Gary Genard's

Speak for Success!

"Be a voice not an echo." - Albert Einstein

How to Come Across as a Leader when You Speak in Public

how to come across as a leader when you speak in public

Do you think knowledge alone makes you come across as a leader? When you speak in public, there's more to it! Here's what you need to do.

When it comes to public speaking, you can be the smartest person around in your area of expertise. (Okay, let's just admit it: you are.) Along with the correct fare, that will get you on the subway.

The card-reading machine, that is, won't be overly impressed by your credentials. Public speaking audiences, too, require more from you than sheer knowledge. Like any audiences, they require an honest-to-goodness skilled performance.

Imagine the nerve of those people!

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As I like to say, leadership is a performance art. And nowhere is that truer, of course, than in public speaking. Below are two ways you can let public speaking audiences know from Word One that you're the real deal in terms of leadership while on stage. 

In leadership, you have to stake your ground and defend it zealously.

Stake Out Your Ground and Defend It Zealously

I recently coached a client for whom the ability to establish leadership while speaking was of career-defining importance. He was a high-level officer in his organization, about to face the leadership team regarding a promotion. Like the other candidates at his level, he had decades of experience. There was no question that he knew every technical and operational detail necessary to assume a position at the next level.

In a situation like that, you need to stay focused above all else! Find out how in my Free cheat sheet, "Leadership Skills: 10 Focusing Techniques for Public Speaking."

The problem was that, the way he planned to present himself emphasized only that technical know-how. There was a dimension missing—not lacking, you understand; just not showing up. I recognized it the first time he ran through his talking points (which mostly involved responding to a crisis situation). Interestingly, he was well aware of this deficit—he just didn't know how to overcome it in terms of his spoken performance.

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I told him he needed to "stake out his ground" immediately, before he got into any operational details. He needed to demonstrate command thinking and then explain how that would set any response in motion. The committee wasn't going to be impressed by his knowledge of the steps that all of the candidates would take. He had to show he had the right stuff; and from there, all the appropriate actions would emerge. Interestingly, he came up with some beautiful language on his own to emphasize the level of crisis decision-making that was needed in this case.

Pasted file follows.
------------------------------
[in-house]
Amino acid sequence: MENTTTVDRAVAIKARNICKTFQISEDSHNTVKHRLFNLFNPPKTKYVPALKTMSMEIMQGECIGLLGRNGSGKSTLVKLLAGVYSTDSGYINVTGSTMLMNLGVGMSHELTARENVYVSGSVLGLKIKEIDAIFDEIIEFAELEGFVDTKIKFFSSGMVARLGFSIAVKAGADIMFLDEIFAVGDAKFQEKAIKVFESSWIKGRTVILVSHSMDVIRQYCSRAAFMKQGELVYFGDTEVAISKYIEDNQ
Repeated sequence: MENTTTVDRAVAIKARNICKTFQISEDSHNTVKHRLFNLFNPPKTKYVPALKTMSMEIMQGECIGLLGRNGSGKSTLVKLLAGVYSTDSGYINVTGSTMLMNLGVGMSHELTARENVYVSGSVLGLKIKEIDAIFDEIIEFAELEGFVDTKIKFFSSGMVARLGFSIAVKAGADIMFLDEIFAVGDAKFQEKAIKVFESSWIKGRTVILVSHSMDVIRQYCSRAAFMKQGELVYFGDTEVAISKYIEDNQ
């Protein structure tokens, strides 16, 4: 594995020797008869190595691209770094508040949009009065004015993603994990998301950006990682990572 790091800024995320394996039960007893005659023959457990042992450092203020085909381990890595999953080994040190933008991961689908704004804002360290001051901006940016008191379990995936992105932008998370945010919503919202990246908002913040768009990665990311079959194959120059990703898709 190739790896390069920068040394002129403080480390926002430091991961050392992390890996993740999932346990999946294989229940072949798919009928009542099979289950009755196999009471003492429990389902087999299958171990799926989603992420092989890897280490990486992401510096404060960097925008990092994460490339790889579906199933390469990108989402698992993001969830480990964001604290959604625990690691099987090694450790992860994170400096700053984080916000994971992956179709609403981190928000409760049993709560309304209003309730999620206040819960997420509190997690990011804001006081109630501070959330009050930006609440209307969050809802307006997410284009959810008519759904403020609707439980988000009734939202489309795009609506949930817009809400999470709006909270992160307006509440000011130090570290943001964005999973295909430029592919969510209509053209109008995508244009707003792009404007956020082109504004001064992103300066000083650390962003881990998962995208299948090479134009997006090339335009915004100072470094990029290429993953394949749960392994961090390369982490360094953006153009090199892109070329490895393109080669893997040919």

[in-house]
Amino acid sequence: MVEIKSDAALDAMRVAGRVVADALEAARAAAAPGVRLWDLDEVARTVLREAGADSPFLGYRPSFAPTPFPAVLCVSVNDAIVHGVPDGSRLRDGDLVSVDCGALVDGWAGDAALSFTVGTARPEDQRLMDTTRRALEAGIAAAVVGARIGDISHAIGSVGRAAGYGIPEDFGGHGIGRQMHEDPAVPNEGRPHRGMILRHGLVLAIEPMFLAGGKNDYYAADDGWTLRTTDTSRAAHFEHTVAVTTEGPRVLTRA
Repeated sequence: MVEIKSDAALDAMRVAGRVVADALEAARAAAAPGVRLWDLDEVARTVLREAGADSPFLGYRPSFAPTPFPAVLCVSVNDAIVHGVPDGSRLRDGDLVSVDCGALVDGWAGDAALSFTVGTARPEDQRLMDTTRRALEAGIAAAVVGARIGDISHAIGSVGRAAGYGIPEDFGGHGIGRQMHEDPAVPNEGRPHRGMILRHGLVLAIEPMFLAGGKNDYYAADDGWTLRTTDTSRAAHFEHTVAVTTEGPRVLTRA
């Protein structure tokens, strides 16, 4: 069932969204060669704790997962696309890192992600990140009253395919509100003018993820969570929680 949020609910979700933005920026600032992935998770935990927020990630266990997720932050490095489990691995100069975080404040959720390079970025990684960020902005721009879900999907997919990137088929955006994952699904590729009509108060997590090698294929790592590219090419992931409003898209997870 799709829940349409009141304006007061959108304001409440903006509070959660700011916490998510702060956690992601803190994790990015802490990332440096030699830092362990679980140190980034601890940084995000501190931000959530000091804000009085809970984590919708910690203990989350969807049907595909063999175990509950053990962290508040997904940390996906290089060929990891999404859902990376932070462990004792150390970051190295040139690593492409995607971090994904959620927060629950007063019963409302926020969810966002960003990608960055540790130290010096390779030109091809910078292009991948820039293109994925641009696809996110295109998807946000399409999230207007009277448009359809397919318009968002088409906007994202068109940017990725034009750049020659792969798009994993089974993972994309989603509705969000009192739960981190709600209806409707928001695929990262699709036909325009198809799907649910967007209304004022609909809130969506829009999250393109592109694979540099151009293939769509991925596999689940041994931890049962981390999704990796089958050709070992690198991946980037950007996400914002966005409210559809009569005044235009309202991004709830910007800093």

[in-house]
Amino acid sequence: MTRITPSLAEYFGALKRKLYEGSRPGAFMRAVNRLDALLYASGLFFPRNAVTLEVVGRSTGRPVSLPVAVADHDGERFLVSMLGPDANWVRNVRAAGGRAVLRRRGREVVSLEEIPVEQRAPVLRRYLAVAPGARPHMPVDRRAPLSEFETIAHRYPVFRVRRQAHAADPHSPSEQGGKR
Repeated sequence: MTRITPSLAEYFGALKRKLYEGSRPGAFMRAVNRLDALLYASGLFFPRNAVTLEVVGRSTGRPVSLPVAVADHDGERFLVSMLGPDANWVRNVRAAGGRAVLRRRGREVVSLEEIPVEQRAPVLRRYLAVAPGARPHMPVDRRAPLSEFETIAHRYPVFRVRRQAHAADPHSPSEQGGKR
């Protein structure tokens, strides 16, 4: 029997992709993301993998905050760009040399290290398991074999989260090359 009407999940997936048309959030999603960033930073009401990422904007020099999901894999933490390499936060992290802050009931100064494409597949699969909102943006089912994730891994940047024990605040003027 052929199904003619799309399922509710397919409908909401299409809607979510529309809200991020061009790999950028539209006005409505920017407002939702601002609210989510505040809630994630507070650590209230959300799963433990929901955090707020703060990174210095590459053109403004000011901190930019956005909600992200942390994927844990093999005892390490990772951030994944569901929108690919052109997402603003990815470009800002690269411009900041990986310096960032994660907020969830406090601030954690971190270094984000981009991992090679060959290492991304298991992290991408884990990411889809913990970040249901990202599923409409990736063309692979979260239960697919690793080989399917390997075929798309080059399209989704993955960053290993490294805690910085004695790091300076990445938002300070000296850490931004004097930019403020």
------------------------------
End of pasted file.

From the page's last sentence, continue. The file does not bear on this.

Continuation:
how to own the room when you speak in public

Own the Speech and Your Performance of It

It's one thing to plant your flag, of course. After that, you have to defend it.

Public speaking is a unique form of performance as it relates to your job—what I call "the oral arena." The knowledge and skills that have helped you climb the professional ladder won't necessary help you in this situation. Speeches are about the here-and-now. When the curtain goes up, there's no place to hide. But, oh, what a beautiful moment it is!

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Think about it: now is your chance to influence a maximum number of people concerning the topic you're passionate about. It's your chance to change people's lives for the better, even if it's just giving them information that they need. Therefore, we need to perform at our best!

Just getting into that mindset, that a presentation isn't a recital of information but a moment of connecting with others, will nudge you toward being a more effective speaker. Now take your speech the rest of the way and own your performance. When you get right down to it, isn't the speech you performing the material? We need you not only to convey, but to contextualize the data . . . and most important, to tell us why it matters to us.

Your job is to humanize your talk. Or, as the Rev. Jana Childers says, to turn the ink back into blood. For a fascinating look at a great speaker who excelled at this, listen to Winston Churchill with the text of his speech in front of you. You'll hear how he broke up the manuscript into ideas and images that the listener could capture. You needn't follow his lead of actually writing in the places where he said the wrong, er, stumbled and caught himself. No kidding; he actually wrote realistic hesitations and verbal "mistakes" into his manuscript. Now there's someone who knew the value of live performance!

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Dr. Gary Genard's free resource for speaking for leadership: High-Impact Speaking - The Leader's Guide.

Gary Genard is an actor, author, and expert in public speaking training and overcoming speaking fear. His company, Boston-based The Genard Method offers live 1:1 Zoom executive coaching  and corporate group training worldwide. In 2021 for the eighth consecutive year, Gary has been ranked by Global Gurus as One of the World’s Top 30 Communication ProfessionalsHe is the author of the Amazon Best-Seller How to Give a Speech. His second book, Fearless Speakingwas named in 2019 as "One of the 100 Best Confidence Books of All Time." His latest book is The Online Meetings Handbook, now available at The Genard Method and at Amazon. To know more about TGM's services, Contact Gary here  


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